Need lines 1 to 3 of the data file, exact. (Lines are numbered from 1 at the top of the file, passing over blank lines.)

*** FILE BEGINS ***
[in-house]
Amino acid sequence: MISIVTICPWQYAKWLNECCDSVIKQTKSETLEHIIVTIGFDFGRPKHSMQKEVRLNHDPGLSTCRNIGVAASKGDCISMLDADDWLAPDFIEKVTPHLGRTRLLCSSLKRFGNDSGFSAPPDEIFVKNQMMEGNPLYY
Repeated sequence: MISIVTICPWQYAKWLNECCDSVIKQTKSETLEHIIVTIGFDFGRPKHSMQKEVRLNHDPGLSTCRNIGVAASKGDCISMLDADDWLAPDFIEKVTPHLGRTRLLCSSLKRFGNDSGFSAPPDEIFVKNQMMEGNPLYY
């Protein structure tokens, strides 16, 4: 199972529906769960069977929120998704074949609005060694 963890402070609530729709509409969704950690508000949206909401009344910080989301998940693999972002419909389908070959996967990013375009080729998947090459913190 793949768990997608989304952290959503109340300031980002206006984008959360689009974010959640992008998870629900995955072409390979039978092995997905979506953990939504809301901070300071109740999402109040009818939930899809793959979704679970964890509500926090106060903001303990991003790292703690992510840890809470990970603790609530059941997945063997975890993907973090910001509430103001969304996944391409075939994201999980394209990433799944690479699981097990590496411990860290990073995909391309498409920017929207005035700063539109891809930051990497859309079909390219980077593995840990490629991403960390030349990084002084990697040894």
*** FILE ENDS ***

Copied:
[in-house]
Amino acid sequence: MISIVTICPWQYAKWLNECCDSVIKQTKSETLEHIIVTIGFDFGRPKHSMQKEVRLNHDPGLSTCRNIGVAASKGDCISMLDADDWLAPDFIEKVTPHLGRTRLLCSSLKRFGNDSGFSAPPDEIFVKNQMMEGNPLYY
Repeated sequence: MISIVTICPWQYAKWLNECCDSVIKQTKSETLEHIIVTIGFDFGRPKHSMQKEVRLNHDPGLSTCRNIGVAASKGDCISMLDADDWLAPDFIEKVTPHLGRTRLLCSSLKRFGNDSGFSAPPDEIFVKNQMMEGNPLYY